Mural spreads Assyrian visibility at suburban Chicago high school

By Joe Snell | January 2022 | Photos provided

Mary Shamaon, a student at Niles North High School in a suburb of Chicago, looked across a 16-foot-long blank canvas with a paintbrush in hand. Along with 30 Assyrian students, staff and alumni, she was about to embark on a month’s long project to create a mural for her school that would bridge ancient Assyria with its modern history.

It was an intimidating moment, recalled group leader Ramina Samuel, because in a few months the canvas would be unveiled to administrators, other students, and the local community in a hallway leading to the school’s library. 

And their artistic experience as a group included a few virtual workshops.

“How can you trust us to hold a brush and put something on this canvas,” Samuel recalled Shamaon saying to Noora Badeen, an Assyrian artist in Chicago tasked with helping the group complete the artwork.


The coronavirus pandemic brought to the suburban high school of about 2,000 students a new reality of remote learning and online meetings. The school’s Assyrian club sponsors Samuel and Carmen Albazi had to think creatively about getting the students together.

Their first few attempts were fruitless, Samuel admitted. In the first semester of the 2020-2021 school year, they tried a cooking show and discussions on Assyrian history. But attendance waned. They even began combining activities with nearby Niles West High School. Nothing seemed to work, she said.

It was during this moment of desperation that Samuel and Albazi discovered the LatinX club working on a unique project of their own: a mural that showcased their community’s history. The project sparked an idea in Samuel and Albazi to paint an Assyrian mural.

Caroline Benjamin, the school’s student activities director, jumped at the idea. The group was paired with Noora Badeen, an Assyrian artist in the city that had experience painting murals. Badeen was asked to help the group come up with a theme, teach ancient Assyrian patterns and then apply those skills to a mural that would live permanently inside the hallways of the school. 

And she had to do most of the teaching virtually.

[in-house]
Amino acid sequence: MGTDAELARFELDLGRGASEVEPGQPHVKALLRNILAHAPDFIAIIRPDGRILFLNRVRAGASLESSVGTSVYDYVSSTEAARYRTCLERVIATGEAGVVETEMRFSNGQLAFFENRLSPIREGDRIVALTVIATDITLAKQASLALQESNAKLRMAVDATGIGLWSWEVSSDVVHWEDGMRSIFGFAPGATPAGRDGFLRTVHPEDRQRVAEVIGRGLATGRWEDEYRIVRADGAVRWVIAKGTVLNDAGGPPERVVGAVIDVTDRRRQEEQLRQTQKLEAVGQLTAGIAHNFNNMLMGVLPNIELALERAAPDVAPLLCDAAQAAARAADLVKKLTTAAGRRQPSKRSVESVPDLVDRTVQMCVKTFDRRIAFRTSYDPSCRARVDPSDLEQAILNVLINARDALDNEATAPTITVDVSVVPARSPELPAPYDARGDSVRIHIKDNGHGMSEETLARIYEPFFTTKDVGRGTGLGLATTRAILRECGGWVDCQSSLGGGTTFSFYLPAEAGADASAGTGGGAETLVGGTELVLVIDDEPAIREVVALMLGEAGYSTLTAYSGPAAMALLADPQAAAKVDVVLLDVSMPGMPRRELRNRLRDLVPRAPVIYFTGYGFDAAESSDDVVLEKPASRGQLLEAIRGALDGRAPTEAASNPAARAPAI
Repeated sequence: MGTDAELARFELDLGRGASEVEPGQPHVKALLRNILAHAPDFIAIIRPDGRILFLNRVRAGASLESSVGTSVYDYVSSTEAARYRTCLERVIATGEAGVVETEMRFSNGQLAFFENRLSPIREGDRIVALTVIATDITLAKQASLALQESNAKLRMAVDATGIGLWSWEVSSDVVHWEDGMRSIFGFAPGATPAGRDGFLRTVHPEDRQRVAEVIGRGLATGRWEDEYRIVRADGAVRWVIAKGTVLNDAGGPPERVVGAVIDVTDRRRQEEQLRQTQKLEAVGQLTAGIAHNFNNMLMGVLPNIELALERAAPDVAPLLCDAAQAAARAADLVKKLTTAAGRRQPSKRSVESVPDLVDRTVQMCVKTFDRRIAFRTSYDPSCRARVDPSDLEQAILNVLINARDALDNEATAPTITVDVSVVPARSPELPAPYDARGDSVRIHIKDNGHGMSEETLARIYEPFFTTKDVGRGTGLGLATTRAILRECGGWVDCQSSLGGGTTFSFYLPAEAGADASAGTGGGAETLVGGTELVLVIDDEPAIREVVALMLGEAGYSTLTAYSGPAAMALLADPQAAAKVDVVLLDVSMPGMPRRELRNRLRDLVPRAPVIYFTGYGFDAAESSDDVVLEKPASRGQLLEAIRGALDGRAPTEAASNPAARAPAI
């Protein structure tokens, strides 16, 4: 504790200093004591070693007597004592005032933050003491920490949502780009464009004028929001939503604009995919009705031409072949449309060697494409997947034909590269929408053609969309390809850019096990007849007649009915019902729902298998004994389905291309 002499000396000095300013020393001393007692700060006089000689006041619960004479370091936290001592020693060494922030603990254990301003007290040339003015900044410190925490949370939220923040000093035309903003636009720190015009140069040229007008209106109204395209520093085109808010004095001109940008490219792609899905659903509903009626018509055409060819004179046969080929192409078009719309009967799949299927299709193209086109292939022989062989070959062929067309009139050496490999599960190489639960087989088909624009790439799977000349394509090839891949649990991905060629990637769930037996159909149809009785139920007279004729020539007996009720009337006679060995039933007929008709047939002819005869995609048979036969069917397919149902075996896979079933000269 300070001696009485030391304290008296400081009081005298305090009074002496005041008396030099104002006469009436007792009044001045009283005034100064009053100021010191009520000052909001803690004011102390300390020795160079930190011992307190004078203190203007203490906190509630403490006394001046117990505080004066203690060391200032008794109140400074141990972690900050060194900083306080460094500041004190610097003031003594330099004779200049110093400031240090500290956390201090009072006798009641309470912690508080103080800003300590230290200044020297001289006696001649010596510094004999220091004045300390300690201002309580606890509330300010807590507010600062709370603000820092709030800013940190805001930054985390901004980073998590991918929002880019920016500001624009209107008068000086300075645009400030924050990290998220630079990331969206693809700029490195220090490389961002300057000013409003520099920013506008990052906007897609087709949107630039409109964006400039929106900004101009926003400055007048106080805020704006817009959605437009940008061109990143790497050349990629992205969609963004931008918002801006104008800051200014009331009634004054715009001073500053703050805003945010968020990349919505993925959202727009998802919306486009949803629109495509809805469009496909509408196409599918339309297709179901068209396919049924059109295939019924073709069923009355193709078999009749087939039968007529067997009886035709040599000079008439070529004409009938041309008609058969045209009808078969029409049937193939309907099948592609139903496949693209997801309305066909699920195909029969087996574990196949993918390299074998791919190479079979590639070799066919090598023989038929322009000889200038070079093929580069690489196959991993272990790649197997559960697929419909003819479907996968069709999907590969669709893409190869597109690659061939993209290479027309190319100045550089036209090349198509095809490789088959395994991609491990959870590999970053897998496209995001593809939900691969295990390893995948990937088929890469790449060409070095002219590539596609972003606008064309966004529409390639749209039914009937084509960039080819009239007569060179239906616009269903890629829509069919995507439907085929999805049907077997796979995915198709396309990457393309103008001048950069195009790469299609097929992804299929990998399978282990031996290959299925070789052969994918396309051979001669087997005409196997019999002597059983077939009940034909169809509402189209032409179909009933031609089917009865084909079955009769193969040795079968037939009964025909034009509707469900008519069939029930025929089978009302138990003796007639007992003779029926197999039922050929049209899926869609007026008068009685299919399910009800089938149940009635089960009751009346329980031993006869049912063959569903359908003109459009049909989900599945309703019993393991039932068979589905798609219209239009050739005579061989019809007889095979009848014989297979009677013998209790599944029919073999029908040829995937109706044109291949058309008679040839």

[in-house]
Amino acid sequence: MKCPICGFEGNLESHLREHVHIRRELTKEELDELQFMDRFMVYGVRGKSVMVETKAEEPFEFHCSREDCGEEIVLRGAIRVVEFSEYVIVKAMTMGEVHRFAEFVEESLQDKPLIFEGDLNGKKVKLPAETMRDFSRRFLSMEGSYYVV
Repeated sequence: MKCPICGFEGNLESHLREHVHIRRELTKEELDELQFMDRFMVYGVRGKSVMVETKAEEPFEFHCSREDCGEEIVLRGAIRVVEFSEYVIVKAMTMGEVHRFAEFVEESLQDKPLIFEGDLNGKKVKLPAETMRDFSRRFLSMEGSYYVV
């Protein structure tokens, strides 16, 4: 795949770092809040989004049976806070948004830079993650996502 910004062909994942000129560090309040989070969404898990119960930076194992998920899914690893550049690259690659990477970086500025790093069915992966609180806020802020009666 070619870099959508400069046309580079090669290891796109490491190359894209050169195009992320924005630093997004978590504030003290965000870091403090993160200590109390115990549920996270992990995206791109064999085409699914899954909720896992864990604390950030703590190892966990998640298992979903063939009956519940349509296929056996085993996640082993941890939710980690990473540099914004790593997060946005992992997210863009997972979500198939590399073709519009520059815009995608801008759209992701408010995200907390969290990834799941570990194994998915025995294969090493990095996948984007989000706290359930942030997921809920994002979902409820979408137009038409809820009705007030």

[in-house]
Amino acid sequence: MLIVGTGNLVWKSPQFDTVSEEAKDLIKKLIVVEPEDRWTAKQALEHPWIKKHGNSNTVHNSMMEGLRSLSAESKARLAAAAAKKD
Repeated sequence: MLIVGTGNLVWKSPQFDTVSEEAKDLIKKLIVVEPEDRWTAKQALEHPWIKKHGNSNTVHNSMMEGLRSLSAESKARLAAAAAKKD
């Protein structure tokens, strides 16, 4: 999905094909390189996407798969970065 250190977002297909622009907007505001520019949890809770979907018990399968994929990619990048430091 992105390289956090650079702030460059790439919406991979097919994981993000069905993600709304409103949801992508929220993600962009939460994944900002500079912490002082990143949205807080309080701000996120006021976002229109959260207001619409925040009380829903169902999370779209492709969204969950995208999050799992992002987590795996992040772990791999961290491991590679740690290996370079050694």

“We were dealing with the pandemic and with getting vaccinated or people getting sick,” Samuel said. “To complete such a large scale project during the pandemic, I think that’s a highlight.”


Drawing has been a hobby of William Yonadam’s for a long time, he said. That’s why he was eager to participate in the project.

Yonadam, an Assyrian custodian at the school, along with Assyrian alumni and staff, were extended an invitation to participate in the project early in the process. They joined students for virtual meetings hosted by Badeen twice a month to identify a theme for the mural and how to include their Assyrian American experiences.

They settled on blending ancient Assyria with its present and future. The mural wasn’t just something for them to relate to, a participate told The Journal, it was an opportunity to share their culture with others.

“As Assyrians we are now visible,” said Ghanima Birkho, an Assyrian custodian who joined the project.

As coronavirus restrictions loosened, meetings turned into weekly in-person workshops. The group learned ancient art patterns and a small scale of what the mural could look like was created before paint was put on canvas.

But it was difficult to pull the project off, Samuel recalled, as artists had to work in shifts.

“We had limitations of how many people could work on the project and we had to be careful about space and wearing masks and gloves and disinfecting,” she said.


Assyrian king Ashurbanipal, founder of the world’s first known library, stands at the center of the piece, a nod to the group’s educational theme. And it’s purely by coincidence, Samuel said, that the mural now leads students to the school’s library. 

“The process of creating the mural taught me a lot more about my people and my ancestors and my culture,” said Oliver Albazi, a former student at the school. “If it can teach me more, it can undoubtedly teach anyone who has the pleasure of passing by it in the halls.”

The name of the mural, “Upstream, We Take Flight” came at the very end of the process in May 2021. Blue waves blanketed against the bottom of the canvas represent going against the flow of a river, a brief on the document said, and an eagle soaring among skyscrapers is seen “flying toward the future.”

“We usually go to museums and see this art from a bigger scale, a larger picture of what relics we have, but to see the details, for example the beard of Lamassu and the features, Badeen really helped us see the art from a new perspective,” Samuel said.

A small ceremony to unveil the mural included the principal and staff. In September, the group showcased the work to other students and teachers. That same month, parents and the wider community were invited to a grand ceremony. 

“The mural achieves visibility of the Assyrian students and as a result, their culture,” Samuel said. “A piece of the students became visible to others. It’s a visual for them to relate to and also convey a message.”

Assyrian Club of Niles North High School

Founded around 1993, the Assyrian Club of Niles North High School meets weekly and organizes trips to libraries, museums and cultural events including a cooking workshop at the Assyrian Kitchen to experience the “world’s oldest cookbook.” Membership is open to all students, not just Assyrians, because Samuel said it’s “a way to spread our culture and celebrate our identity.”

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